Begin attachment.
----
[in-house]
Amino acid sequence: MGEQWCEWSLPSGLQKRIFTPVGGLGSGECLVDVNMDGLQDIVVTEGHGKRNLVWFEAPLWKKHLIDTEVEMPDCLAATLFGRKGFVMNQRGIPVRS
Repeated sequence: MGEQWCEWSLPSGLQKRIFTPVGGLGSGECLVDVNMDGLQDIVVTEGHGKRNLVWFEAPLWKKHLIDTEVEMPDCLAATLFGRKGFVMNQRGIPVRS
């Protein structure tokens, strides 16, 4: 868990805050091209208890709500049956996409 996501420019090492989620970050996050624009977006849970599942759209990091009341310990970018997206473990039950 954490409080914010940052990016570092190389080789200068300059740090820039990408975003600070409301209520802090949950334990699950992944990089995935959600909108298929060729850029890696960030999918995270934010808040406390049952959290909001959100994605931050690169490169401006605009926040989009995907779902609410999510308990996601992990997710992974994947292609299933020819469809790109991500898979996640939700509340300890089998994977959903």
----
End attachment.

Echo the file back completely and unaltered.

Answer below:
[in-house]
Amino acid sequence: MGEQWCEWSLPSGLQKRIFTPVGGLGSGECLVDVNMDGLQDIVVTEGHGKRNLVWFEAPLWKKHLIDTEVEMPDCLAATLFGRKGFVMNQRGIPVRS
Repeated sequence: MGEQWCEWSLPSGLQKRIFTPVGGLGSGECLVDVNMDGLQDIVVTEGHGKRNLVWFEAPLWKKHLIDTEVEMPDCLAATLFGRKGFVMNQRGIPVRS
């Protein structure tokens, strides 16, 4: 868990805050091209208890709500049956996409 996501420019090492989620970050996050624009977006849970599942759209990091009341310990970018997206473990039950 954490409080914010940052990016570092190389080789200068300059740090820039990408975003600070409301209520802090949950334990699950992944990089995935959600909108298929060729850029890696960030999918995270934010808040406390049952959290909001959100994605931050690169490169401006605009926040989009995907779902609410999510308990996601992990997710992974994947292609299933020819469809790109991500898979996640939700509340300890089998994977959903």